How is a similar situation is being dealt with here in Brockville Ontario,  a comparable municipality with the same population?

In recent months, a tent encampment on commercial property gained considerable notoriety. As the subject of both print media focus, and social media buzz, these area campers were not met with the same disdain or disregard.

While the camp would remain standing even today, it was populated with various sleepers between September and December before finally being abandoned. The space became crowded with refuse and charitable donations made by concerned citizens and area support groups eager to assist the occupants. With a plethora of hot meals, tarps, tents, blankets, and weatherized clothing, the problems that this space were home to were almost an exact opposite contrast.

A tent city is no excuse for a home. And eventually this space was deemed no longer suitable. While rumors percolated that people had ransacked the space, damaged tents, destroyed foods, and made attempts to intimidate the inhabitants, one thing that illustrates a significant difference between the two comparable cities is how the business community responded.

Management staff at the 1000 Islands Mall (which are the rightful owners responsible for the wooded space that had become home to the tent encampment) worked diligently with Brockville Police Services, city hall management, and Brockville Fire Services to ensure that anyone who had lived there previously were given ample time to collect their belongings before any considerations were made to demolishing the abandoned space. Even now, as a new year's snow covers what used to be a home for those often forgotten or discarded, remnants of the camp are still standing while every possible effort is made to handle the issue with diligence, care and compassion. After spending months looking the other way, the mall and all parties involved are more focused on the long-term safety of our city's homeless population than if their presence was detrimental to commerce.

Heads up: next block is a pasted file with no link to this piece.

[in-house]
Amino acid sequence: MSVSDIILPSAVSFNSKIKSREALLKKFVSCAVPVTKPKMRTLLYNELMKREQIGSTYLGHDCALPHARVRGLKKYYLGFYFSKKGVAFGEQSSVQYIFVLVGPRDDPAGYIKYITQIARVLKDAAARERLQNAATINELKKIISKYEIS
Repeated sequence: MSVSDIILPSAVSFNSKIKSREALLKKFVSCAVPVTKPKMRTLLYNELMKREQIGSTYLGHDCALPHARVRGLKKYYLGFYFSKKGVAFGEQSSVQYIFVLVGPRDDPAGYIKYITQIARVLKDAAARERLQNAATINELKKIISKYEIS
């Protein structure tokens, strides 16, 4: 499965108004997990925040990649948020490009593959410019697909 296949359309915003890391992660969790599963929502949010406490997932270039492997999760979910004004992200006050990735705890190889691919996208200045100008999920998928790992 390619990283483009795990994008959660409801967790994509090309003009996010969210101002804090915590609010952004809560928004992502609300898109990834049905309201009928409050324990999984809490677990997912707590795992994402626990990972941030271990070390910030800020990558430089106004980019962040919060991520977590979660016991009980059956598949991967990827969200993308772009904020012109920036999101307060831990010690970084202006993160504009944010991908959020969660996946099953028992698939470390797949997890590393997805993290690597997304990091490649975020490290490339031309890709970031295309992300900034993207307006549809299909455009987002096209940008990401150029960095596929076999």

There may not be a simple solution to the jumbled issues that tent encampments may contribute to, but there are compassionate ways to deal with these scenarios. And while one could argue which complication is preferred, one thing for certain is that the optics of a messy woodland are less damaging than the optics of a private enterprise deciding to “get rid of those people".

Now, as the second wave of COVID-19 wreaks havoc across the province of Ontario, patience and compassion have never been more relevant. And one can’t help but wonder if these and other communities are prepared for the homelessness fallout of the pandemic winter and summer of 2021.

Leigh Bursey is a 33-year-old three-term City Councillor in Brockville, Ontario (pop.22,000)  Leigh is a director for Brockville Pride, and a member of the Canadian National Alliance to End Rural and Remote Homelessness lived experience working group. He is also Executive Director of Tiny Home Alliance Canada. Leigh is an author, musician, talk show host, activist, and a pro wrestler. Leigh is a former homeless youth, a punk rocker and a public speaker.